Remarks on Signing the National Drunk and Drugged Driving Awareness Week Proclamation

December 13, 1982

Governor Volpe, Secretaries who are here, if you suddenly see some of those who are among you breaking and running for the Hill, I understand that a vote is coming up. So, I'll say my few words as fast as I can.

For too many years, people have approached the problem of drunken driving as an unavoidable disaster like hurricanes or floods. Well, we've learned that's not the case. We've learned we're not helpless. Action can be taken when the people are concerned enough, and the people are not only concerned now, they're mad. They want the slaughter on the highways to stop. They want those who threaten their public safety to be held accountable for their actions.

Each year approximately 25,000 lives are lost in alcohol-related auto accidents, and I'm delighted to hear that that figure has been considerably reduced now as a result of this Commission's work. An additional 700,000 each year are injured in crashes involving alcohol. Our loved ones are not being killed in drunk driving ``accidents'' -- and I put the word ``accidents'' in quotation marks -- they're dying because some of the Nation's motorists have chosen to turn their vehicles into weapons.

Citizens groups, legislators, judges, police officers, people from all over the country are saying, ``That's enough. Get these killers off our roads, and get them off now.'' Last April I appointed this Presidential Commission on Drunk Driving to explore the problem more fully and to work with State and local governments in developing effective programs.

John Volpe, as Chairman of the Commission, has given us some encouraging information as a part of this interim report, which I look forward to reading. Apparently, a potential drunk driver who knows he stands a good chance of being caught and prosecuted is less likely to drive at all. And for this deterrent to be efficient, however, State and local law enforcement officials must make it clear that they mean business and that the drunk or drug-influenced driver will be the prime target for apprehension and conviction.

And clearly there's no single solution to the drunk driving problem. The Commission has noted several approaches, I know, including a New York State program that is self-supporting, as John was talking about. It pays for its expenses through fines levied on drunken drivers. We're going to give careful consideration to all of the Commission's findings and ideas, and we're going to look hard at what the Federal Government can do to help State and local governments combat drunk driving.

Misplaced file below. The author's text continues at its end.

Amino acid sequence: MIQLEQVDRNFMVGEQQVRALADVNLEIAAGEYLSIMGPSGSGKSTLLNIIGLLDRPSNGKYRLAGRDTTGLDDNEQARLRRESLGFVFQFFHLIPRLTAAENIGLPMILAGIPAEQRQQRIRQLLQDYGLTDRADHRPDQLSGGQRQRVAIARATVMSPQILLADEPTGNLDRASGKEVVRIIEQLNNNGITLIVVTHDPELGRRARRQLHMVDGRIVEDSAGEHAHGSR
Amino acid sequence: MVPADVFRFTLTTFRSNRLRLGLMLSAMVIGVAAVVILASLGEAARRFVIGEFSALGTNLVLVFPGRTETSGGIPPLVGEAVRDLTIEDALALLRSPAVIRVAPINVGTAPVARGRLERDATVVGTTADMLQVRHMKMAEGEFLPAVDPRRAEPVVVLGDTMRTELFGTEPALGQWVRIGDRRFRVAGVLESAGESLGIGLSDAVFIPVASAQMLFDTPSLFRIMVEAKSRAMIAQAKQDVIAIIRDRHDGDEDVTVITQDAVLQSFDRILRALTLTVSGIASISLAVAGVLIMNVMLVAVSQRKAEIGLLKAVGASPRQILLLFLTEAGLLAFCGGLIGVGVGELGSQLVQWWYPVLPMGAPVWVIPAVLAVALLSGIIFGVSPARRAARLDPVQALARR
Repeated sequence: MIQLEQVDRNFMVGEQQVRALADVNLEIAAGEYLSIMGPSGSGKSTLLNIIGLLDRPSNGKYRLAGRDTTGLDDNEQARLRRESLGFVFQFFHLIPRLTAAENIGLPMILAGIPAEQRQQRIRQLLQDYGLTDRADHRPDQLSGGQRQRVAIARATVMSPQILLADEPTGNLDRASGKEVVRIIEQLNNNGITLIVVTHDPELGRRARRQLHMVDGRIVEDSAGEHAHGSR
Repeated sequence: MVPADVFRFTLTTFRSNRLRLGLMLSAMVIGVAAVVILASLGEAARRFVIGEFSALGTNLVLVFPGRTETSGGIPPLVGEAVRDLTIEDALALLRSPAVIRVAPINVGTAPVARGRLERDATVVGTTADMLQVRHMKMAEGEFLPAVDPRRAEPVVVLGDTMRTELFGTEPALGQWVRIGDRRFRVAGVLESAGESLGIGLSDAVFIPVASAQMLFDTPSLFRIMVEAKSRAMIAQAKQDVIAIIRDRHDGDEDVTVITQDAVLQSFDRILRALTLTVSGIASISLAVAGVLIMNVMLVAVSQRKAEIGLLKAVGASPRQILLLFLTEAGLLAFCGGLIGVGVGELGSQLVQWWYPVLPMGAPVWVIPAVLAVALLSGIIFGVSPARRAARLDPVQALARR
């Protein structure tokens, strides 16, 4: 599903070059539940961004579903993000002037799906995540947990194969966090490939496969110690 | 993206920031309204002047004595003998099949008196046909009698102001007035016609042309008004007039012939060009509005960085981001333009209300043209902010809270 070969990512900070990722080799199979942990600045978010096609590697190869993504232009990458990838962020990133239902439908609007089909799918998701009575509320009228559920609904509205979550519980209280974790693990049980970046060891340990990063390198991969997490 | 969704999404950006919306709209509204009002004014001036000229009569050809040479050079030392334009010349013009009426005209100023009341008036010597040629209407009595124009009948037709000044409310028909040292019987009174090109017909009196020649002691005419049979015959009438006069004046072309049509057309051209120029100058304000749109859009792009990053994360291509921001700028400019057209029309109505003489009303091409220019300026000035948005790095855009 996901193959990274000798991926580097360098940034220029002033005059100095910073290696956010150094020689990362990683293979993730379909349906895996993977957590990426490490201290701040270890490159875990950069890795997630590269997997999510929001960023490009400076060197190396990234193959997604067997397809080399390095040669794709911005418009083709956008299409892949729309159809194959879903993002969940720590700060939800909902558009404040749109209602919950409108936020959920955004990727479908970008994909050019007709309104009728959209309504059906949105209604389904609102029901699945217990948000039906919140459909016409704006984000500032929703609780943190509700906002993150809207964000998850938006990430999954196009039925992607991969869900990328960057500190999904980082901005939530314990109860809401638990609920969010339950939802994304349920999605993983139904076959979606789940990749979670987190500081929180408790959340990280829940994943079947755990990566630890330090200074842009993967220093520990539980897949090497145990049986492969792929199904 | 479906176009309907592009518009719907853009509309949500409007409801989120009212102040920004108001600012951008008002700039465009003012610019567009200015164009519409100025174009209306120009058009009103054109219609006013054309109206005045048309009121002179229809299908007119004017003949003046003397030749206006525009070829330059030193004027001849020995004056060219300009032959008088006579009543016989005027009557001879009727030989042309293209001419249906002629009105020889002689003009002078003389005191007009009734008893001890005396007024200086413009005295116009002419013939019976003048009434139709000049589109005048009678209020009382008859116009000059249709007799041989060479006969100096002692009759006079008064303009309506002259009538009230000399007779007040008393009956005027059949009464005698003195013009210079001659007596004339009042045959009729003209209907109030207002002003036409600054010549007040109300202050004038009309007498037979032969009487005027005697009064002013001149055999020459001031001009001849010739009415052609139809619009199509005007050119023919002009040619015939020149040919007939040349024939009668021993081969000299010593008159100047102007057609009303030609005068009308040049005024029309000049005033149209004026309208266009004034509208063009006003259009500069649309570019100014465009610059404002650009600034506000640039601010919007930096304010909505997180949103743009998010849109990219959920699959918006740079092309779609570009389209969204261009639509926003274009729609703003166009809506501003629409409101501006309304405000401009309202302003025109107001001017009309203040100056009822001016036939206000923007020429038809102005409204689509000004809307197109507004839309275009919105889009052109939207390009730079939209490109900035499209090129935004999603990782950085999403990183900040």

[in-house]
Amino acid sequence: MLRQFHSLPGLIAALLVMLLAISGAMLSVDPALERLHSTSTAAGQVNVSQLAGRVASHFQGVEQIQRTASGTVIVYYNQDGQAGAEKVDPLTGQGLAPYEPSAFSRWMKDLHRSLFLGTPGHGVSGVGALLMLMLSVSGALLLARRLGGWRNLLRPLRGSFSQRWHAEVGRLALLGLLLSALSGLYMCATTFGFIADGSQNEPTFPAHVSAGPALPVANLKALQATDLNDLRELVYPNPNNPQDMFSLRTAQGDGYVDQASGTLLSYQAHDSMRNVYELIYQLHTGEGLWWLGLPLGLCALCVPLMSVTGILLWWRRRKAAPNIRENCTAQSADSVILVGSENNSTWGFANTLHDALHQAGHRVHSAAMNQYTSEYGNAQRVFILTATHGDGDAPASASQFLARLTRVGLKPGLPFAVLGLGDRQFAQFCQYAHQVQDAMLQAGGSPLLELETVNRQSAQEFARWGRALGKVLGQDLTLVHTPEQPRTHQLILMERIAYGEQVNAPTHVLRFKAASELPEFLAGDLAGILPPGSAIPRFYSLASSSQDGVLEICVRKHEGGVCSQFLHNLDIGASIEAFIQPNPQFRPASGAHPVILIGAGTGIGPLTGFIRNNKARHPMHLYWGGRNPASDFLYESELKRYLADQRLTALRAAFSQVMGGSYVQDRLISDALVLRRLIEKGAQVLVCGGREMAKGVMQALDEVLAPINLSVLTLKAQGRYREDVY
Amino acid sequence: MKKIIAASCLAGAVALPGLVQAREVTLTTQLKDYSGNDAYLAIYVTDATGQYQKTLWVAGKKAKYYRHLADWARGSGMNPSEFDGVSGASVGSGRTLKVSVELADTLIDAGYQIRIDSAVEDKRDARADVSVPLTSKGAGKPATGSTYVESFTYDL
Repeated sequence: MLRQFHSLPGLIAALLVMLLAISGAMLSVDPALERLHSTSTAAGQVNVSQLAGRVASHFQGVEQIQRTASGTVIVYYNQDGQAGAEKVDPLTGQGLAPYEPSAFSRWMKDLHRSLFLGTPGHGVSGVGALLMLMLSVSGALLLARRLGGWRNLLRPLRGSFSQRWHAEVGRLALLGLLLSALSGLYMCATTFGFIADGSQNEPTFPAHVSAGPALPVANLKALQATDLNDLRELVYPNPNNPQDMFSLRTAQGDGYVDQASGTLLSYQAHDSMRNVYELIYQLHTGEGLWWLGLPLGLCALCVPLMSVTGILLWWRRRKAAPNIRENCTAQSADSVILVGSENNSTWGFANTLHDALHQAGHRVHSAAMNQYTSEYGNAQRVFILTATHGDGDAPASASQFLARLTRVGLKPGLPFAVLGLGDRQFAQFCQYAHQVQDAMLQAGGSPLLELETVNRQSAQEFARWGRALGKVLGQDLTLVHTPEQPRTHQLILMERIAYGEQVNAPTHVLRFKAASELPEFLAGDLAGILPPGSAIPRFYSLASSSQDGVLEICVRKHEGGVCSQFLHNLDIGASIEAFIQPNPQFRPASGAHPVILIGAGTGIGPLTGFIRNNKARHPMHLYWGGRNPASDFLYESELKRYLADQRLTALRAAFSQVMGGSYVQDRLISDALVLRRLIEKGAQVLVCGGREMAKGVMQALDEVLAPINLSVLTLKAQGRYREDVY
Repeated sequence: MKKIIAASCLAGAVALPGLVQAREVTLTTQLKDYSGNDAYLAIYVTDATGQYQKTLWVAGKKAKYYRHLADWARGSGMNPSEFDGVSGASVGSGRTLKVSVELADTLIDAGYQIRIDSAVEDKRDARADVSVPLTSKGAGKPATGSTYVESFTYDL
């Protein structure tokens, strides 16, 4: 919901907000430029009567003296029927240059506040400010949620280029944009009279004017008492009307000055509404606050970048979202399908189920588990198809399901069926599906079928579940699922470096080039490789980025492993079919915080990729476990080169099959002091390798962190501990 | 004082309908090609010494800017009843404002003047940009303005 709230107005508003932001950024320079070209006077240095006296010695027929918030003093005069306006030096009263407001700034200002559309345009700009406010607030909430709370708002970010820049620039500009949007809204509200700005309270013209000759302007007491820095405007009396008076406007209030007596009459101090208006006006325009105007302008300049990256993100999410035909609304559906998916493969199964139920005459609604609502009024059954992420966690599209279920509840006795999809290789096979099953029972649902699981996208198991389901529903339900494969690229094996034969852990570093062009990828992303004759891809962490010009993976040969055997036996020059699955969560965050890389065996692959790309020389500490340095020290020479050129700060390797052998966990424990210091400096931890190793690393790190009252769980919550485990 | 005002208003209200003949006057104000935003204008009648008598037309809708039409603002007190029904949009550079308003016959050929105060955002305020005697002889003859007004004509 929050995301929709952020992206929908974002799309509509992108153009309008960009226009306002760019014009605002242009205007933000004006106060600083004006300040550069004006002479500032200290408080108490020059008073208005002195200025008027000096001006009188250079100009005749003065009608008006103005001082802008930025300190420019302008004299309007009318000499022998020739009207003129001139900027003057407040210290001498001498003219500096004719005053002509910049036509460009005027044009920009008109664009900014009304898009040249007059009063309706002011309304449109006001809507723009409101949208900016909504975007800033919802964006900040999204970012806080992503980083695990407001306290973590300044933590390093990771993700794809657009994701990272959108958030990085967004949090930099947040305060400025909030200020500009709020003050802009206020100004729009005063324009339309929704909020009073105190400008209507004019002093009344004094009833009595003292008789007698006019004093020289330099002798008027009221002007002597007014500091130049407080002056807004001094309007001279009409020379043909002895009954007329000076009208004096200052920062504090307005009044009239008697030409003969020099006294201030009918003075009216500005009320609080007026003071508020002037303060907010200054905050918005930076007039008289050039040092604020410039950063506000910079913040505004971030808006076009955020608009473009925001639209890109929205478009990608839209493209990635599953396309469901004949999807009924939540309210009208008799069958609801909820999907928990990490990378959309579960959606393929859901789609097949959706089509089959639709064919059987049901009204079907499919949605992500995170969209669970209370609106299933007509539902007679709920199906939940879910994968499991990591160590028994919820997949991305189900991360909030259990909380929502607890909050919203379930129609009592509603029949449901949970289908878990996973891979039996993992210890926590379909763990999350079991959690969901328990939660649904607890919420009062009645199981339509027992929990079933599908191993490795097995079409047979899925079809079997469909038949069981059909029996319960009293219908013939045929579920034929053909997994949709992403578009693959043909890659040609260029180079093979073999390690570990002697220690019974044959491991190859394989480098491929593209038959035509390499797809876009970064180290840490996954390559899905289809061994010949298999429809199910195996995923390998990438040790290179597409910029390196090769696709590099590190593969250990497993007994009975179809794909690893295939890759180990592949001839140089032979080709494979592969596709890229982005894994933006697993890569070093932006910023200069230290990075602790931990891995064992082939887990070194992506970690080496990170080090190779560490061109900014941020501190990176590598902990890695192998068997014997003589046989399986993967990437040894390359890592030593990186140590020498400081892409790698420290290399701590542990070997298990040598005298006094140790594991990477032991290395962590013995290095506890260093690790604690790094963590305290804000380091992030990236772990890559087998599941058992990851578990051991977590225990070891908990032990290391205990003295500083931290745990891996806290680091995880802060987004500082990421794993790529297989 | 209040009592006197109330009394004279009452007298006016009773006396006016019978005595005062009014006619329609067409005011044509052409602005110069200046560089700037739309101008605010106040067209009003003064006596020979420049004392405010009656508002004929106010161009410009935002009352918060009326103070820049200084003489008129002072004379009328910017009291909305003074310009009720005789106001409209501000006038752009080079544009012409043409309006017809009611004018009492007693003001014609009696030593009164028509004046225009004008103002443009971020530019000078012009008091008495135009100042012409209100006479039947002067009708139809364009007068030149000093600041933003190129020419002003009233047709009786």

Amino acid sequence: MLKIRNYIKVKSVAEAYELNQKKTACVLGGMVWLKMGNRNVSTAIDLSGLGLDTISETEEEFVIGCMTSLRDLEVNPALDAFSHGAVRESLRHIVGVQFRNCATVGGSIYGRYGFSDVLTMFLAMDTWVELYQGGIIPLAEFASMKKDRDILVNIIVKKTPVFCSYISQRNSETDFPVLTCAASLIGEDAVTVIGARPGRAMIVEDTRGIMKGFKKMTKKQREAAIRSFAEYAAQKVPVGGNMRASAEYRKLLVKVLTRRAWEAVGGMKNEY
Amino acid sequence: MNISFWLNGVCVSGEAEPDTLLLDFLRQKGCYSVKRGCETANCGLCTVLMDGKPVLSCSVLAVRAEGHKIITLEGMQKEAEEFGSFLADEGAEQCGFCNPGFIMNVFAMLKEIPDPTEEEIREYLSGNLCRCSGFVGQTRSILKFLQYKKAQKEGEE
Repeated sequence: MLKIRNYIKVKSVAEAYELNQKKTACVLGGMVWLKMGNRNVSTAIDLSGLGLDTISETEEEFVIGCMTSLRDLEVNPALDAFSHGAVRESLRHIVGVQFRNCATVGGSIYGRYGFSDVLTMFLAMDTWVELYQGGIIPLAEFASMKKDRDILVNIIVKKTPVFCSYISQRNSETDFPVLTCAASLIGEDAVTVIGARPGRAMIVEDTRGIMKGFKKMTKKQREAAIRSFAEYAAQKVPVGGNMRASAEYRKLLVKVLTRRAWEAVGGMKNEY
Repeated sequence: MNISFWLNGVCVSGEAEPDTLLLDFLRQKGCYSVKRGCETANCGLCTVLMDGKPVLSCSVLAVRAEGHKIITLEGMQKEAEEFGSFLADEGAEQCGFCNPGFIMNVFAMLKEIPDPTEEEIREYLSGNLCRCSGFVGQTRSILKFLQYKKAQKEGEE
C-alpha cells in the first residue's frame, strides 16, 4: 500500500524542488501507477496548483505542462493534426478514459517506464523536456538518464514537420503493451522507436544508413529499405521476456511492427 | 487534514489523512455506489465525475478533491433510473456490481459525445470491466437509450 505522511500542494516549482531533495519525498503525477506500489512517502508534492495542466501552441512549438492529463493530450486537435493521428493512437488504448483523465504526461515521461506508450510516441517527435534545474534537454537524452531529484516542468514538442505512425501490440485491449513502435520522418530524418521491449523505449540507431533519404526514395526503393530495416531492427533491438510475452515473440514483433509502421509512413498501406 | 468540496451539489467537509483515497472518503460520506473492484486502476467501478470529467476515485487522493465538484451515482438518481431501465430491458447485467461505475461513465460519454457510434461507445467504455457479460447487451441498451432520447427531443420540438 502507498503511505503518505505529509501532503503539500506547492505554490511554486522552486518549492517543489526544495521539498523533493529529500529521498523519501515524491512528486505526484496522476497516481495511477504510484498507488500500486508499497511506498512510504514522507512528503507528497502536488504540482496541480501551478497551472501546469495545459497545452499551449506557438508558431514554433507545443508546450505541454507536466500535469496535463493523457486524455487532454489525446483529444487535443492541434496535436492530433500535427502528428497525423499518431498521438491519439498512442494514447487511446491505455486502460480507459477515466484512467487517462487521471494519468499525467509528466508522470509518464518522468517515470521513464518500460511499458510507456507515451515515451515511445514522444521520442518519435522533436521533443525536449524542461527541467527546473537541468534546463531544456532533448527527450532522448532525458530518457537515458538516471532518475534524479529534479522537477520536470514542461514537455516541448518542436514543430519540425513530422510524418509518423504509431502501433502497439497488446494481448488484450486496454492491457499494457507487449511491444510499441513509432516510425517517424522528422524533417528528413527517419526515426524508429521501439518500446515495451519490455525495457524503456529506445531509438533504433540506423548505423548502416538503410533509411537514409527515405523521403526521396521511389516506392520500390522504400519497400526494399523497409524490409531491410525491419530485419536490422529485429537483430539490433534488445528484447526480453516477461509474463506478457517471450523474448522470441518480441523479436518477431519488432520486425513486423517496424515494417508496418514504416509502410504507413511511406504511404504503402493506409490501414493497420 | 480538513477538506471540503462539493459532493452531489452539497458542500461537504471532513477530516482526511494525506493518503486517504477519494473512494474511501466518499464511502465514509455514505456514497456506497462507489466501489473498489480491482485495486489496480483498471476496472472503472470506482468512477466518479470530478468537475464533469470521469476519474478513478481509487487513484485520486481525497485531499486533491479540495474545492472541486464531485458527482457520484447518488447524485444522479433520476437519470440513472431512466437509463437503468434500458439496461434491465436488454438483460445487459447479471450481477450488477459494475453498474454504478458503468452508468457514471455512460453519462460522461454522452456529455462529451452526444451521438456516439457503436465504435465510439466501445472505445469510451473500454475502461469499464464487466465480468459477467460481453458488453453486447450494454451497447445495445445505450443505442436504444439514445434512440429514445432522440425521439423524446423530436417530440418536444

Fastening the seat belt is the best thing that the individual can do to lessen the threat. But as we launch Drunk and Drugged Driving Awareness Week, we do so with increasing momentum. There's much to be done. But the American people are beginning to see progress. Laws are changing, and traffic deaths are declining in those States that already have strong drunk driving programs.

In Maine the highway death rate has dropped to an alltime low, and alcohol-related highway crashes have been reduced 42 percent since stronger laws went into effect. In Maryland the highway death rate is at a 19-year low due to strict enforcement and laws against drunk driving.

I'm confident the future will see a sharper drop in traffic deaths as this country takes the strong steps necessary to make our nation's highways safe again.

I also want to express my gratitude for the leadership and the energy many Members of Congress and the others have shown on this issue. And I've asked them to join me here this afternoon. If I knew which way they were going to vote, I'd know whether to talk faster or slower. [Laughter]

But let us resolve to make National Drunk and Drugged Driving Awareness Week the beginning of a national campaign that will not end until death by drunk and drugged drivers is brought under control.

So, together, with conscience and commitment, we can reduce the menace of these drivers and protect the lives of our fellow citizens. And now I have one more thing to do, and that is to sign the proclamation.

Note: The President spoke at 1:23 p.m. at the signing ceremony in the Roosevelt Room at the White House.